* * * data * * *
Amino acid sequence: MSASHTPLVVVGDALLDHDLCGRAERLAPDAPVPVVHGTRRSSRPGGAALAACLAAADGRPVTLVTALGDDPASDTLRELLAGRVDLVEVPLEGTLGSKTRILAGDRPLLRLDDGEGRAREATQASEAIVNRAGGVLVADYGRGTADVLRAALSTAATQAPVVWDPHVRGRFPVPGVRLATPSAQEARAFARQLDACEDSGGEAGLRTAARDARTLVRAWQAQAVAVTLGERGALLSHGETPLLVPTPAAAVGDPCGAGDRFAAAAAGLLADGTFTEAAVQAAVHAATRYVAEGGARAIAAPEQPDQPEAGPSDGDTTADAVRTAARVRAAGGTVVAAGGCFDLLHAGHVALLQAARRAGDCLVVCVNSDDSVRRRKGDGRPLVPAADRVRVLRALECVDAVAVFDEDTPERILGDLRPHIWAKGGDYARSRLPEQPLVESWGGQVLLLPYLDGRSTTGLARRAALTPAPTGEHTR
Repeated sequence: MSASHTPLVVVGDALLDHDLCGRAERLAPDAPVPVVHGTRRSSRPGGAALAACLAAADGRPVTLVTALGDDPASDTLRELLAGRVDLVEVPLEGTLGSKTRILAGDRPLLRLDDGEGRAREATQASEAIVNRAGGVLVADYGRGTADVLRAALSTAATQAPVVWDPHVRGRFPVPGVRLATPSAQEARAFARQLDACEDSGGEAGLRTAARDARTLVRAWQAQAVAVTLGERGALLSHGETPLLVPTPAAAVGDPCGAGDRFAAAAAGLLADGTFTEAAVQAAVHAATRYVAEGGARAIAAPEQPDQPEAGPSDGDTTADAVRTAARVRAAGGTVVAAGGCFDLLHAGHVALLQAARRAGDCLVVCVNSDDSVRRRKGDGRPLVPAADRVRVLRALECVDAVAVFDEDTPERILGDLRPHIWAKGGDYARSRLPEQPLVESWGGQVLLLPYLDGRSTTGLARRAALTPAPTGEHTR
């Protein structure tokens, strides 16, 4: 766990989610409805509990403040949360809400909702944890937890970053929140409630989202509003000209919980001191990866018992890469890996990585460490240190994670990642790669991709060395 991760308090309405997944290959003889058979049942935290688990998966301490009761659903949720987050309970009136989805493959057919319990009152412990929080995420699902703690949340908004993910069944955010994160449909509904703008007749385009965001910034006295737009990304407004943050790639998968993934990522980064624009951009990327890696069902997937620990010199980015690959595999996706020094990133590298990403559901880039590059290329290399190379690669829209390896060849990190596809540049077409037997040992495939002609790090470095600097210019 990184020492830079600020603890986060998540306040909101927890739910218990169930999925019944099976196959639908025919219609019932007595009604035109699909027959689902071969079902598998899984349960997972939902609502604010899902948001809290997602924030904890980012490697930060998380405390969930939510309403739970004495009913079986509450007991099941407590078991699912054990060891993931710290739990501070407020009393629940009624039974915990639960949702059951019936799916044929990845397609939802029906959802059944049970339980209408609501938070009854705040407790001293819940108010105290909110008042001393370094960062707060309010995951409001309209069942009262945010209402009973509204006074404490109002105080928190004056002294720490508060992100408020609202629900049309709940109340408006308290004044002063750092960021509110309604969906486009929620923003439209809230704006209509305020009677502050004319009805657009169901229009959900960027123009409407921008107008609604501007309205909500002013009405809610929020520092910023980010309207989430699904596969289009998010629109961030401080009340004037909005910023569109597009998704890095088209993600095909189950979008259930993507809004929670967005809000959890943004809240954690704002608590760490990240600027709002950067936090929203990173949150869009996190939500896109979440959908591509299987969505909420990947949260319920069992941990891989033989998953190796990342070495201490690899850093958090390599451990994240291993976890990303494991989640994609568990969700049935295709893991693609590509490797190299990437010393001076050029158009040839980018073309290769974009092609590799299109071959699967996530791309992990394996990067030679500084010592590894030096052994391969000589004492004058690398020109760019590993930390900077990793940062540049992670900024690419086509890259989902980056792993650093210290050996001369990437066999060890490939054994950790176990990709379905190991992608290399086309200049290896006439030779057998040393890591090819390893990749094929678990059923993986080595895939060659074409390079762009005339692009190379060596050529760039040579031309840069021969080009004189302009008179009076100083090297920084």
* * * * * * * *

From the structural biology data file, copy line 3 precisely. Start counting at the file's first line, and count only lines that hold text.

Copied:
């Protein structure tokens, strides 16, 4: 766990989610409805509990403040949360809400909702944890937890970053929140409630989202509003000209919980001191990866018992890469890996990585460490240190994670990642790669991709060395 991760308090309405997944290959003889058979049942935290688990998966301490009761659903949720987050309970009136989805493959057919319990009152412990929080995420699902703690949340908004993910069944955010994160449909509904703008007749385009965001910034006295737009990304407004943050790639998968993934990522980064624009951009990327890696069902997937620990010199980015690959595999996706020094990133590298990403559901880039590059290329290399190379690669829209390896060849990190596809540049077409037997040992495939002609790090470095600097210019 990184020492830079600020603890986060998540306040909101927890739910218990169930999925019944099976196959639908025919219609019932007595009604035109699909027959689902071969079902598998899984349960997972939902609502604010899902948001809290997602924030904890980012490697930060998380405390969930939510309403739970004495009913079986509450007991099941407590078991699912054990060891993931710290739990501070407020009393629940009624039974915990639960949702059951019936799916044929990845397609939802029906959802059944049970339980209408609501938070009854705040407790001293819940108010105290909110008042001393370094960062707060309010995951409001309209069942009262945010209402009973509204006074404490109002105080928190004056002294720490508060992100408020609202629900049309709940109340408006308290004044002063750092960021509110309604969906486009929620923003439209809230704006209509305020009677502050004319009805657009169901229009959900960027123009409407921008107008609604501007309205909500002013009405809610929020520092910023980010309207989430699904596969289009998010629109961030401080009340004037909005910023569109597009998704890095088209993600095909189950979008259930993507809004929670967005809000959890943004809240954690704002608590760490990240600027709002950067936090929203990173949150869009996190939500896109979440959908591509299987969505909420990947949260319920069992941990891989033989998953190796990342070495201490690899850093958090390599451990994240291993976890990303494991989640994609568990969700049935295709893991693609590509490797190299990437010393001076050029158009040839980018073309290769974009092609590799299109071959699967996530791309992990394996990067030679500084010592590894030096052994391969000589004492004058690398020109760019590993930390900077990793940062540049992670900024690419086509890259989902980056792993650093210290050996001369990437066999060890490939054994950790176990990709379905190991992608290399086309200049290896006439030779057998040393890591090819390893990749094929678990059923993986080595895939060659074409390079762009005339692009190379060596050529760039040579031309840069021969080009004189302009008179009076100083090297920084």